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Kids and Language

As a mother of 2 small children I am continually astounded by their language development- the words they pick up and the way they manage to play with multiple languages already. As we're currently living in Vienna they are having to master German on top of English… so here are some of my ponderings on the linguistic theme.

Month

December 2015

When Christmas isn’t just the 25th

father-christmas-saint-02We’re at that time of year again- when you can’t enter a shop without being assaulted by festive music, the waft of cinnamon-infused everything, and hungry shoppers desperate for that last-minute bargain. Ahh, Christmas. How I have missed you.

Can I still call this time of year Christmas though? With friends from all over the world who celebrate different things from me I don’t want to insult anyone. I have even started saying ‘Happy Holidays!’ to my friends and students, complete with an American accent and lop-sided grin to go with it, as it feels so far removed from what I was brought up with and actually feel as the right expression for this season. If you celebrate Christmas, Hanukkah, Kwanzaa, or Three Kings’ Day, you have a right to have it recognised. Merry Christmas, happy Hanukkah, or happy holidays are all pleasantries. There’s nothing remotely hostile in those words. Sure, they may not be the words that some would choose to receive, but they’re far from insults.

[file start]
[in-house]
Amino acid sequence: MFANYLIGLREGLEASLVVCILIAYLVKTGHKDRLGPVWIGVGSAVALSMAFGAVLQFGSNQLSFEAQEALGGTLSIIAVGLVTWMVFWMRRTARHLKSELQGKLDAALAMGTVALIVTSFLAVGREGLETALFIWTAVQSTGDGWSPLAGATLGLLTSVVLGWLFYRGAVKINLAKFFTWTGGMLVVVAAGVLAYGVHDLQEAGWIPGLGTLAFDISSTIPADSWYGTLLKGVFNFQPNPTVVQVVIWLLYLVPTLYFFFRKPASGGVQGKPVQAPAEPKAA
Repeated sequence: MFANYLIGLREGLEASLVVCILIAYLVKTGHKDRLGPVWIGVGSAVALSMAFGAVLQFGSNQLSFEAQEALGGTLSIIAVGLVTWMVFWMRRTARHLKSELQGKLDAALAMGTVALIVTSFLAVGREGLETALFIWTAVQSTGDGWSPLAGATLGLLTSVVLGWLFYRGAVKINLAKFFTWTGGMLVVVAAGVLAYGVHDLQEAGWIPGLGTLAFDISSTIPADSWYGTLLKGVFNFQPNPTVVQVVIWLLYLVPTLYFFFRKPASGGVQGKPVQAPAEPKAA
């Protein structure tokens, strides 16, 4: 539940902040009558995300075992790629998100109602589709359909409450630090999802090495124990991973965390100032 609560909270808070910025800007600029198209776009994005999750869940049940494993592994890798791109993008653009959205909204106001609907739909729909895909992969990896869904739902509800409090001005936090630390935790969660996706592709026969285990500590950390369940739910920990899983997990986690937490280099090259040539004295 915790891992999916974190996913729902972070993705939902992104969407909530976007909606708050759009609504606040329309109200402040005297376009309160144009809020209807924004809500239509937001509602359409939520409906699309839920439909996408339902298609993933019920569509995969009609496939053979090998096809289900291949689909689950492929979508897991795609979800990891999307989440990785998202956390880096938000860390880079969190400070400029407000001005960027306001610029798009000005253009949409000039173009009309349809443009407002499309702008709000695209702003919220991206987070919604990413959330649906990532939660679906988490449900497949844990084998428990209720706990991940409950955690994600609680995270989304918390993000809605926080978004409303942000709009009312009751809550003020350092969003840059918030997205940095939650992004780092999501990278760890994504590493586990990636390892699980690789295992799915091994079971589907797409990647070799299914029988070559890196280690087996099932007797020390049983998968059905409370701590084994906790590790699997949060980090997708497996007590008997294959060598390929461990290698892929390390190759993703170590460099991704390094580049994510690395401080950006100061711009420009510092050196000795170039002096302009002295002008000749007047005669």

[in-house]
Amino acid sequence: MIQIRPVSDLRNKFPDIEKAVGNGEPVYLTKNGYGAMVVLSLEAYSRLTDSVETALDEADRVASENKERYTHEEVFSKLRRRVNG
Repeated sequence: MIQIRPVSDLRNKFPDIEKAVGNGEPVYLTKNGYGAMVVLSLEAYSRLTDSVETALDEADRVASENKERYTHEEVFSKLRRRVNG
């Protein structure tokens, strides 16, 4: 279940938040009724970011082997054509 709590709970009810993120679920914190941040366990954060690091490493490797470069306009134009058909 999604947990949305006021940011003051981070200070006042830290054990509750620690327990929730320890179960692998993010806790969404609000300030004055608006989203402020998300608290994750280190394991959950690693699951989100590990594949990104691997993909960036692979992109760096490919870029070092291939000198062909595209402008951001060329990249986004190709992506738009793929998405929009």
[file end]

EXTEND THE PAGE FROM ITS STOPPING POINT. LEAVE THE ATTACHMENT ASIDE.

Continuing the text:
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OP… OL… Oh God!?!

language-processing-mainHow far can OPOL go for most people, and how rigid should we be with it? Is there even a “right answer” to this question? Certainly there are a million viewpoints on it.  OPOL is the preferred choice for many bilingual families (as I wrote in my previous blog: Do I confuse my kids?), but it is not the only choice.

George Saunders wrote in his book “Bilingual Children: From Birth to Teens” that the “one person, one language” approach “ensures that the children have regular exposure to, and have to make use of each language. This is particularly important for the minority language, which has little outside support.” This is a logical approach, but is not always possible.

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The ‘Mother Tongue’ of multilingual children

mother tongueWhat do you consider to be the mother tongue of your multilingual child? Would you say it’s literally the ‘tongue’ of the mother (even if that is the minority language) or all of the languages spoken by your child? The language where they were born? Or even the school language??

To be honest- who cares? What difference does it make to our children? Well, often schools and states do care… children have to indicate what their first language is for the school records, and many health care providers etc. ask for the mother tongue too. There are other form- filling situations  where you are only allowed to put in one language… wouldn’t it be nice if we could just write “bilingual”, and leave it at that!

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